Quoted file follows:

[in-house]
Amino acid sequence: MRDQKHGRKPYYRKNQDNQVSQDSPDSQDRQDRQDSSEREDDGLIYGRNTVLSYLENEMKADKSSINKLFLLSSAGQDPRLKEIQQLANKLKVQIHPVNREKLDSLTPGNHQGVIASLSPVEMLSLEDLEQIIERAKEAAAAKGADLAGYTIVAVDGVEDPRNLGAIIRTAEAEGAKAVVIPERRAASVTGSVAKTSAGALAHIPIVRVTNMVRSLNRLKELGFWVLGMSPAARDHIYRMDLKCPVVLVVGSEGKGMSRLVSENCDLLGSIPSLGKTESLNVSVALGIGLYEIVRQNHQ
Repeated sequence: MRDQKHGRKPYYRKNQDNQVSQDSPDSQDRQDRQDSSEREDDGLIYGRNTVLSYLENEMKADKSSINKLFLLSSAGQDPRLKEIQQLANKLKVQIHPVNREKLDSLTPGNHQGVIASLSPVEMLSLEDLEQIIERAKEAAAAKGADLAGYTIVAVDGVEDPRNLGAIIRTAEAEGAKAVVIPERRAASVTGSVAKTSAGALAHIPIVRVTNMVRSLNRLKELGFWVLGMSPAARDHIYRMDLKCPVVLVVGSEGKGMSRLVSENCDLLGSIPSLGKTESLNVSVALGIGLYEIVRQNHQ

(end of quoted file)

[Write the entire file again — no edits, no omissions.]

[in-house]
Amino acid sequence: MRDQKHGRKPYYRKNQDNQVSQDSPDSQDRQDRQDSSEREDDGLIYGRNTVLSYLENEMKADKSSINKLFLLSSAGQDPRLKEIQQLANKLKVQIHPVNREKLDSLTPGNHQGVIASLSPVEMLSLEDLEQIIERAKEAAAAKGADLAGYTIVAVDGVEDPRNLGAIIRTAEAEGAKAVVIPERRAASVTGSVAKTSAGALAHIPIVRVTNMVRSLNRLKELGFWVLGMSPAARDHIYRMDLKCPVVLVVGSEGKGMSRLVSENCDLLGSIPSLGKTESLNVSVALGIGLYEIVRQNHQ
Repeated sequence: MRDQKHGRKPYYRKNQDNQVSQDSPDSQDRQDRQDSSEREDDGLIYGRNTVLSYLENEMKADKSSINKLFLLSSAGQDPRLKEIQQLANKLKVQIHPVNREKLDSLTPGNHQGVIASLSPVEMLSLEDLEQIIERAKEAAAAKGADLAGYTIVAVDGVEDPRNLGAIIRTAEAEGAKAVVIPERRAASVTGSVAKTSAGALAHIPIVRVTNMVRSLNRLKELGFWVLGMSPAARDHIYRMDLKCPVVLVVGSEGKGMSRLVSENCDLLGSIPSLGKTESLNVSVALGIGLYEIVRQNHQ